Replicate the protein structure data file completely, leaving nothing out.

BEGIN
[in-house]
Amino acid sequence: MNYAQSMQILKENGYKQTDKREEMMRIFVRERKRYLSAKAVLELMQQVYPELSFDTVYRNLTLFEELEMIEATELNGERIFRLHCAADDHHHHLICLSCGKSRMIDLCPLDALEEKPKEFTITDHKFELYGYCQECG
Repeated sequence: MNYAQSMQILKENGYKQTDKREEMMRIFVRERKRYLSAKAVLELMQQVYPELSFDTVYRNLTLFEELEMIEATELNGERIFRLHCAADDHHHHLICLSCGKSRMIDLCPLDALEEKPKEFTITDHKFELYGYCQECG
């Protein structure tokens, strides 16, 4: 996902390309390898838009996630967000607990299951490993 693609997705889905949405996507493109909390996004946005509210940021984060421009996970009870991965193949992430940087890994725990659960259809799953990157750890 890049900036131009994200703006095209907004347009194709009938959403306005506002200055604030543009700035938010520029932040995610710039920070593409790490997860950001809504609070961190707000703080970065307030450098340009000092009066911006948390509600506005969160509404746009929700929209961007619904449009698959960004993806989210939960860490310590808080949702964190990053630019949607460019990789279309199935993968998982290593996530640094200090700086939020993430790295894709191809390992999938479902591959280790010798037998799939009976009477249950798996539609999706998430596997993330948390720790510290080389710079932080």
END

[in-house]
Amino acid sequence: MNYAQSMQILKENGYKQTDKREEMMRIFVRERKRYLSAKAVLELMQQVYPELSFDTVYRNLTLFEELEMIEATELNGERIFRLHCAADDHHHHLICLSCGKSRMIDLCPLDALEEKPKEFTITDHKFELYGYCQECG
Repeated sequence: MNYAQSMQILKENGYKQTDKREEMMRIFVRERKRYLSAKAVLELMQQVYPELSFDTVYRNLTLFEELEMIEATELNGERIFRLHCAADDHHHHLICLSCGKSRMIDLCPLDALEEKPKEFTITDHKFELYGYCQECG
């Protein structure tokens, strides 16, 4: 996902390309390898838009996630967000607990299951490993 693609997705889905949405996507493109909390996004946005509210940021984060421009996970009870991965193949992430940087890994725990659960259809799953990157750890 890049900036131009994200703006095209907004347009194709009938959403306005506002200055604030543009700035938010520029932040995610710039920070593409790490997860950001809504609070961190707000703080970065307030450098340009000092009066911006948390509600506005969160509404746009929700929209961007619904449009698959960004993806989210939960860490310590808080949702964190990053630019949607460019990789279309199935993968998982290593996530640094200090700086939020993430790295894709191809390992999938479902591959280790010798037998799939009976009477249950798996539609999706998430596997993330948390720790510290080389710079932080």